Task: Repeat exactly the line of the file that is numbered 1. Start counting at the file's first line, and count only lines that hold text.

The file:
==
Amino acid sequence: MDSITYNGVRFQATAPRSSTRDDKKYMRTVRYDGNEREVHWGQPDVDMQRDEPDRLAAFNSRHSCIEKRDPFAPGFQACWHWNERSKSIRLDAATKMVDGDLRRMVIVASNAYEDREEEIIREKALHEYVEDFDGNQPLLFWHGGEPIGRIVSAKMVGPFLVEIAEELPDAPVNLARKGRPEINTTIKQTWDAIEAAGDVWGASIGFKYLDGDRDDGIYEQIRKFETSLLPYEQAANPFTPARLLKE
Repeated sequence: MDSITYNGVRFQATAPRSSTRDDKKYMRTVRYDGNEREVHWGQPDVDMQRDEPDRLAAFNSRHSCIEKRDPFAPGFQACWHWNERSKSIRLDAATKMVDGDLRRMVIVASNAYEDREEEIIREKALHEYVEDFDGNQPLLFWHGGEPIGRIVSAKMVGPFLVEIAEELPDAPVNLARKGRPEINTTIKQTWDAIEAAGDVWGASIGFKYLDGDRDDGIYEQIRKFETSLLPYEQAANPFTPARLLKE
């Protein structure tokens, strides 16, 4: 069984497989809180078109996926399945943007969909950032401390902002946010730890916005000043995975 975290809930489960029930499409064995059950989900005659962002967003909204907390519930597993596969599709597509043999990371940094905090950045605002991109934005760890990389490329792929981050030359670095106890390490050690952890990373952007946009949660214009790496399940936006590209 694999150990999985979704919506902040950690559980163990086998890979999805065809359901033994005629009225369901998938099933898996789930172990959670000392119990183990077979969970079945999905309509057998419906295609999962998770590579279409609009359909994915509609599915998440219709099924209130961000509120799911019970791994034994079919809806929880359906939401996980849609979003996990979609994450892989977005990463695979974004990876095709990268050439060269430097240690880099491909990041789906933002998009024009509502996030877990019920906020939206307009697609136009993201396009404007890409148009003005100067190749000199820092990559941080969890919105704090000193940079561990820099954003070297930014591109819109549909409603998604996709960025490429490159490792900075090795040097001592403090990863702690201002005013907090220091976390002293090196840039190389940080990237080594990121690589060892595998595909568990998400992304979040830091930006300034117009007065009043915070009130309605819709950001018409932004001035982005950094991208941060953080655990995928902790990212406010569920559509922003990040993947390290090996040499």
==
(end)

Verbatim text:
Amino acid sequence: MDSITYNGVRFQATAPRSSTRDDKKYMRTVRYDGNEREVHWGQPDVDMQRDEPDRLAAFNSRHSCIEKRDPFAPGFQACWHWNERSKSIRLDAATKMVDGDLRRMVIVASNAYEDREEEIIREKALHEYVEDFDGNQPLLFWHGGEPIGRIVSAKMVGPFLVEIAEELPDAPVNLARKGRPEINTTIKQTWDAIEAAGDVWGASIGFKYLDGDRDDGIYEQIRKFETSLLPYEQAANPFTPARLLKE